3. Funding to purchase land and draw site-specific plans for new middle schools in Sun Valley and Spanish Springs and new elementary and high schools across the district
  4. Creation of a comprehensive plan for existing high schools
  5. Plans for a new South Meadows-area elementary school, which will be the first new school built following passage of WC-1

An initial timeline of major building projects is pictured below, and can also be found here.

The WCSD Board of Trustees have also approved important proposals over the last two years in relation to using WC-1 revenues. A timeline of some of those important decisions by the Board of Trustees are as follows:

  • On February 28, 2017, the WCSD Board of Trustees approved a bid in the amount of $10.7 million for additions to Damonte Ranch High School. The contractor Clark & Sullivan won the project for additions to the school that include: twenty-two classroom additions, an east wing addition with five classrooms and one business lab, a west wing addition that includes six classroom additions, four larger classrooms, three general science rooms, a chemistry lab, a computer lab, and a special education room.
  • On March 14, 2017, the WCSD Board of Trustees approved a consulting services contract related to the acquisition of land for a new middle school on Arrowcreek Parkway. Additionally, the trustees voted to approve $15 million for projects relating to the 2017-2018 “B” Major Projects Program. Although the WCSD has been optimistic of the proposed Arrowcreek Middle School, there was some initial opposition to this proposed school. The opposition’s argument focused on  issues of congestion, as well as the lack of information regarding the project.
  • On June 6, 2017, the WCSD Board of Trustees approved a $159,700 contract with Wood Rogers Inc. for the development of a due diligence report for the site of Wildcreek High School.
  • On October 10, 2017, Mike Cate, the Chair of the Capital Funding Protection Committee (CFPC) presented to the WCSD Board of Trustees that the CFPC approved the 2017-2018 “C” Major Projects Program in an 8-1 decision to build three new schools in the district for $200 million. Pete Etchart, the district’s COO, also argued that bundling the three schools together could help ensure that the schools would be open by the 2019-2020 school year, and that there is more efficiency in selling $200 million in bonds than selling bonds in three different packages. The three schools included in this package were two middle schools and an elementary school.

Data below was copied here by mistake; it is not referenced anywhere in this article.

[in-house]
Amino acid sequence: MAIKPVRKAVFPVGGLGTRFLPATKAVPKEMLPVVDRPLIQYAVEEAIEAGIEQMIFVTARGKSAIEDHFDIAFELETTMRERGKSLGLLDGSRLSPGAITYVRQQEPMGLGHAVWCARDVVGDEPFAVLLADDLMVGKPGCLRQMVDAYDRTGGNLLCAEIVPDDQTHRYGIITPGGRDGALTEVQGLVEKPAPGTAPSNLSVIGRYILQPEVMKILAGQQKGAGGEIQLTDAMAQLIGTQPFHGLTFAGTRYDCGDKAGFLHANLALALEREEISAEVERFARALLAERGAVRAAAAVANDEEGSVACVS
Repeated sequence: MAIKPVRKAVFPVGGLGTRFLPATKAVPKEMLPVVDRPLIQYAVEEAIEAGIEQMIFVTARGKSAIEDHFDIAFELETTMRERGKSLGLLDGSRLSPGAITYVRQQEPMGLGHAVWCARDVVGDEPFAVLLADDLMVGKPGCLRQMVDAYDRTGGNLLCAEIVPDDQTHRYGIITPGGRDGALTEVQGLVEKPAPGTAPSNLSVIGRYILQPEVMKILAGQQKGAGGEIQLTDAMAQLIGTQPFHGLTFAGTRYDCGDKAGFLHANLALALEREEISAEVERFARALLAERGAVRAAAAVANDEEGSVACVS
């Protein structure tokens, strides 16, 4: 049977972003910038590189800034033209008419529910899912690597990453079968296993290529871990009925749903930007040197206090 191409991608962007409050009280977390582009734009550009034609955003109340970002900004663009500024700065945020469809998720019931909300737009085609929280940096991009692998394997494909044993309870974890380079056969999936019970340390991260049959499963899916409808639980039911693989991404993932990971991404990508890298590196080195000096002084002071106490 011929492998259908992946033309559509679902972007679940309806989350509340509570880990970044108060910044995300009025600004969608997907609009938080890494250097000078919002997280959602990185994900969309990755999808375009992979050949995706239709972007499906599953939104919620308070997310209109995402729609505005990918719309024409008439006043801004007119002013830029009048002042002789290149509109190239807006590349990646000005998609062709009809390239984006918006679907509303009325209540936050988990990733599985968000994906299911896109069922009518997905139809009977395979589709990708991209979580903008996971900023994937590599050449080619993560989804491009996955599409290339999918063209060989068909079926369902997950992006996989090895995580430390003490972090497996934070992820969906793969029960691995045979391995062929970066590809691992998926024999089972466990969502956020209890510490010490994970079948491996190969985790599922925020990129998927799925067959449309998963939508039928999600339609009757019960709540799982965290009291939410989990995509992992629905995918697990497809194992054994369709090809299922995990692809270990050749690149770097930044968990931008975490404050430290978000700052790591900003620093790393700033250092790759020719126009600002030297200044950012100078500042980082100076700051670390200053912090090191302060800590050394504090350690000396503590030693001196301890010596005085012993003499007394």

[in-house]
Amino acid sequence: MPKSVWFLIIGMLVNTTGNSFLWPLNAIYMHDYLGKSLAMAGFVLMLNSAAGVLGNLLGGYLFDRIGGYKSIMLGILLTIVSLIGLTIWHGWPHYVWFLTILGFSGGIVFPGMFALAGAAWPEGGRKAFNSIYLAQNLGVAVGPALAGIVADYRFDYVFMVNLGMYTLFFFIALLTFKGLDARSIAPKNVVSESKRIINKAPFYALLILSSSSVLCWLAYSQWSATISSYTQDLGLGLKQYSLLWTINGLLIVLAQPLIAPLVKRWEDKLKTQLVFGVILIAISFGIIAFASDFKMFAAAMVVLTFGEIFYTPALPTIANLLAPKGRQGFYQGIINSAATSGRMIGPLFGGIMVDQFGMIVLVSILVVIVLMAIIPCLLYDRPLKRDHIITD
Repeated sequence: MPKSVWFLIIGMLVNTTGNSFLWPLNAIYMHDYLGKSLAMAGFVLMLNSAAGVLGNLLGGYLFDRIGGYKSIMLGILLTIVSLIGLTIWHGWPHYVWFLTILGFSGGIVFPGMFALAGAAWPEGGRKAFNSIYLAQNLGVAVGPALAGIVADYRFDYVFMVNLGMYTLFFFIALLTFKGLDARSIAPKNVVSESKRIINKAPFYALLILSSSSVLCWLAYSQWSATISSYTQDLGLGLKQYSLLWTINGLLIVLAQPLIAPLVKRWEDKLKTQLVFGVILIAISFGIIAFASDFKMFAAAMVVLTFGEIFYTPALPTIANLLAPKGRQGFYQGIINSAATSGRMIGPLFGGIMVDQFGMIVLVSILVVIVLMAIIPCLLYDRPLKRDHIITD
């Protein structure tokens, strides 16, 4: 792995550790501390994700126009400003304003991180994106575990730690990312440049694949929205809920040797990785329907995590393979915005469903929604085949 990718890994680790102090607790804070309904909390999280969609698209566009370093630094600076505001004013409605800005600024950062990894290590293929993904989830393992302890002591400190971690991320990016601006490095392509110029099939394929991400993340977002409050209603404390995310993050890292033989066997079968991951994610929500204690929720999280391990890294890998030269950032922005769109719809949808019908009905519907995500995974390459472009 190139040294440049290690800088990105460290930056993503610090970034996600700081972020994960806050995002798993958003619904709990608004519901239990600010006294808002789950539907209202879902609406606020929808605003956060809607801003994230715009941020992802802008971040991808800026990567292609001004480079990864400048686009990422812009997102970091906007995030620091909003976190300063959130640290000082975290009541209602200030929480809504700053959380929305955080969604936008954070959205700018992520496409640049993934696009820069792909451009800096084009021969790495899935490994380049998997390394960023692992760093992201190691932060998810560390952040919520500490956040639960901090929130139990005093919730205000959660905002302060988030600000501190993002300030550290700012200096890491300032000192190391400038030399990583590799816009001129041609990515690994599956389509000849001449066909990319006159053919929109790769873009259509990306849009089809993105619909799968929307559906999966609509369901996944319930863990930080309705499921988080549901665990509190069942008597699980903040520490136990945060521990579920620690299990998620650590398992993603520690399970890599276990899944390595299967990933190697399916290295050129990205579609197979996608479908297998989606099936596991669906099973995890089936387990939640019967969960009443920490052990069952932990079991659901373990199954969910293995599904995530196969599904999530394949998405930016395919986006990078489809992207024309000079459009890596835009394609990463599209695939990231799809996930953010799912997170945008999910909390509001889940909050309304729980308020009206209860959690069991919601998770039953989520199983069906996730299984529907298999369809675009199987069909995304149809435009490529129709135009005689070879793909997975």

The cost of the three schools were presented as follows:

  1. A Sun Valley-area middle school at the cost of $85 million.
  2. A Spanish Springs-area middle school at the cost of $80.6 million.
  3. A South Meadows-area elementary school at the cost of $34.4 million.

The board approval of the Capital “C” project passed with a unanimous vote.

  • In addition, during this meeting, Marty Johnson of JNA Consulting also presented findings regarding additional revenues for the WCSD. He noted that there was growth in property taxes, but due to property tax abatements, revenues were still fairly low. However, Johnson noted that the school district’s Capital Fund could increase. He noted that although the projected growth rate for sales tax revenues is 5 percent through Fiscal Year (FY) 2022, if the growth rate is even 1-2 percent higher than anticipated, there could be an additional $75 million in additional revenue.
  • On November 14, 2017, the WCSD Trustees approved the proposed name of the new elementary school in the South Meadows area as Nick Poulakidas Elementary School and
  • On November 28, 2017, in light of the 2018-2019 fiscal year budget, the WCSD’s Chief Financial Officer (CFO) Mark Mathers presented updates on the “Strategic Blueprint” plan regarding overcrowding and repairs for high schools up the year 2025. Two of the new high schools that were emphasized were Wildcreek High School and Hug High School. Mather’s also shared the Due Diligence Report for Wildcreek and project timelines for Hug and Wildcreek. Mathers noted that Wild Creek was projected to open for the 2021-2022 school year, while Hug High’s remodel would be completed by the 2022-2023 school year.